Branford is a small quiet community perfect for suburban life, tucked into the coast of Long Island Sound. The commute to nearby commercial centers is practical, and outdoor enjoyment is abundant.
This area originally known as "Totoket", and later became Branford, was part of the land bought from the Mattabesech Indians in 1638. The Long Island Sound provided many of the early settlers with a livelihood doing shipbuilding and coastal trade. The first iron furnace in Connecticut was set up and operated at Lake Saltonstall in 1655.
The Branford Green is considered one of the finest in Connecticut with its three churches and town hall facing Main Street. Surrounding the historic town green are architecturally rich homes from the Greek revival, gothic and colonial periods. Large single-family ranches, contemporary designs, condominiums and delightful seasonal and year-round cottages are also available in the town.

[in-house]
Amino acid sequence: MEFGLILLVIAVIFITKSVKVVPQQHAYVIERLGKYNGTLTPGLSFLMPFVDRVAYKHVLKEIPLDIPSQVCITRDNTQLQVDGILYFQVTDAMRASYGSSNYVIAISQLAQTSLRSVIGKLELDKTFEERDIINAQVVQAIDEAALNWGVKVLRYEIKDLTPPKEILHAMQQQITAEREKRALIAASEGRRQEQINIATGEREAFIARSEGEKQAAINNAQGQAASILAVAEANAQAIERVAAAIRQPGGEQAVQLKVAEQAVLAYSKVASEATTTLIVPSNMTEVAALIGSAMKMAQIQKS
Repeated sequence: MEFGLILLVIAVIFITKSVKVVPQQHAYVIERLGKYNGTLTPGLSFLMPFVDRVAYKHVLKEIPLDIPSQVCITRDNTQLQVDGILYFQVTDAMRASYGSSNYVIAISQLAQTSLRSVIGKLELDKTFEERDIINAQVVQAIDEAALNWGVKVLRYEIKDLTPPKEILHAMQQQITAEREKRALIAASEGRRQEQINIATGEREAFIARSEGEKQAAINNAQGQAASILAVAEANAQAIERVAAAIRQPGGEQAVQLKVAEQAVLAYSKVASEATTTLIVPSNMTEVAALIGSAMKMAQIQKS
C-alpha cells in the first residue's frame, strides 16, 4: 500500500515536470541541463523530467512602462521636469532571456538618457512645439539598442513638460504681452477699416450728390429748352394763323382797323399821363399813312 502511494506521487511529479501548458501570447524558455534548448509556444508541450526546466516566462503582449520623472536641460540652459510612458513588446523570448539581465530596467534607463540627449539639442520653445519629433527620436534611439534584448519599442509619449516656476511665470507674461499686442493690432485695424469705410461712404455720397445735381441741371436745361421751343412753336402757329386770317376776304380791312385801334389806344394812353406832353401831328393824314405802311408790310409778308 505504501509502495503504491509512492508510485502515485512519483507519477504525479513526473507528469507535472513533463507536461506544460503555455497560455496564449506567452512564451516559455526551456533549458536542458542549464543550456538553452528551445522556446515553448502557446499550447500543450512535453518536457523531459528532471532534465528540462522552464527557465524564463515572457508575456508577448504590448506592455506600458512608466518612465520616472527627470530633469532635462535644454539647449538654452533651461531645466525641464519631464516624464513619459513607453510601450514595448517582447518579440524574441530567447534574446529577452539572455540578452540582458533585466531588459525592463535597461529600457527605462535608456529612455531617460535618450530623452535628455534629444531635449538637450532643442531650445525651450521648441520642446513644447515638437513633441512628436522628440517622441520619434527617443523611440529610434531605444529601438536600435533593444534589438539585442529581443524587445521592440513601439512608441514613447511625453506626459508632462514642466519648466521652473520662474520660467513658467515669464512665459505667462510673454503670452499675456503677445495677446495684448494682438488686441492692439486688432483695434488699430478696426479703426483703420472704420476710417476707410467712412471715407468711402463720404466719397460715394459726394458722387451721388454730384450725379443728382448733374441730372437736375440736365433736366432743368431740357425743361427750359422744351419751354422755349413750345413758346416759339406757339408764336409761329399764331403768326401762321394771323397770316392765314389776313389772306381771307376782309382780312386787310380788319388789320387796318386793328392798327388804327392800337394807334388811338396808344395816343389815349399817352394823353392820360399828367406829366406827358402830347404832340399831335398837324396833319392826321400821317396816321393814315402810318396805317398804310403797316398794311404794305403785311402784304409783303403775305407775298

Beaches in Branford are among the most stunning in Connecticut, stretching across 20 miles of coastline. The town is home to several serene public and private beaches, as well as Foote Memorial Park. The Scenic Route 146 is a 12-mile driving tour beginning in town and snakes along the Long Island Sound into Guilford. The largest group of islands in Connecticut is Branford's Thimble Islands. Numbering over a hundred, they take their name from the "thimbleberries" or black raspberries which once grew wild on them.
Branford's education community includes an early learning and family resource center for preschoolers, kindergarteners and their families, including three elementary schools; an intermediate school; high school; adult education and summer enrichment programs.